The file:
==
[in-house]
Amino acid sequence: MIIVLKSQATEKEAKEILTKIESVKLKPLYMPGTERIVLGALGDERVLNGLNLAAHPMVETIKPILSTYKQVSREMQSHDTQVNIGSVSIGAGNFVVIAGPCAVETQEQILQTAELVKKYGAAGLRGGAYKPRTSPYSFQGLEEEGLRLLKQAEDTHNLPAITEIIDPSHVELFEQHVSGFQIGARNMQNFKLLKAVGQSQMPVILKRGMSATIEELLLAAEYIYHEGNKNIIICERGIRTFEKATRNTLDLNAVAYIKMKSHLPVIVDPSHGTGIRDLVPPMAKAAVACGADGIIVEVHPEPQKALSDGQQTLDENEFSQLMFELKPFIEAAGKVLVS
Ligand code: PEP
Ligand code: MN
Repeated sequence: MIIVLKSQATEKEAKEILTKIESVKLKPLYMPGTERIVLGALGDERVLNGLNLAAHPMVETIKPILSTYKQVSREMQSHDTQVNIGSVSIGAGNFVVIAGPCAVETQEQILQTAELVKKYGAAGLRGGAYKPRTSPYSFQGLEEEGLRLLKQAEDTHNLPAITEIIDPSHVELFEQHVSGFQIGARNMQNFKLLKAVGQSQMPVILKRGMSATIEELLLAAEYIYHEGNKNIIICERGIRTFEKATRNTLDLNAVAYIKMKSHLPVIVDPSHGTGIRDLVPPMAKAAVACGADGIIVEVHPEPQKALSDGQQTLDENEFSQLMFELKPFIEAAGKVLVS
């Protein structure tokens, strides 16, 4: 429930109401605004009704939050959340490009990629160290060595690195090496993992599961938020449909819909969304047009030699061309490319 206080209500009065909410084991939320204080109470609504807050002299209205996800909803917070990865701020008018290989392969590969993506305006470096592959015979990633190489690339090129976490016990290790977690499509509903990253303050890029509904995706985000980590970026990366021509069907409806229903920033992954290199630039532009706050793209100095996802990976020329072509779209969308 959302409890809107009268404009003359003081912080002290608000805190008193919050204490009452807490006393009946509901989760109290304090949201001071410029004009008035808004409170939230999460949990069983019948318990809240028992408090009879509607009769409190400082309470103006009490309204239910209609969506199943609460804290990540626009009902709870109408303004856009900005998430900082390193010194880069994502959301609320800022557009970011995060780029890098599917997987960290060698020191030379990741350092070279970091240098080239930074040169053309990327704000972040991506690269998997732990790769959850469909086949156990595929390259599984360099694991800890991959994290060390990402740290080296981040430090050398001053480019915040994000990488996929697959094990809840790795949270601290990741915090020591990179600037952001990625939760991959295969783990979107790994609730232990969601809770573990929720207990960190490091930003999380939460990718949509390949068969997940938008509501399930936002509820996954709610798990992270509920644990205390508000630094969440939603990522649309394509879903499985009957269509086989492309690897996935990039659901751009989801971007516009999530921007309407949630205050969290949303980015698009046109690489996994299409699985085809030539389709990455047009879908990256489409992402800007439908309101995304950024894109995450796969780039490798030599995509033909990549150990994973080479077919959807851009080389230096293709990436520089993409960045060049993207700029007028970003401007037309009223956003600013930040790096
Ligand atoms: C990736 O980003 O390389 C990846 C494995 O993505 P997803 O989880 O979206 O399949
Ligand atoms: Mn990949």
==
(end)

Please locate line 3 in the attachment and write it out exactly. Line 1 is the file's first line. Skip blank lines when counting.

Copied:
Ligand code: PEP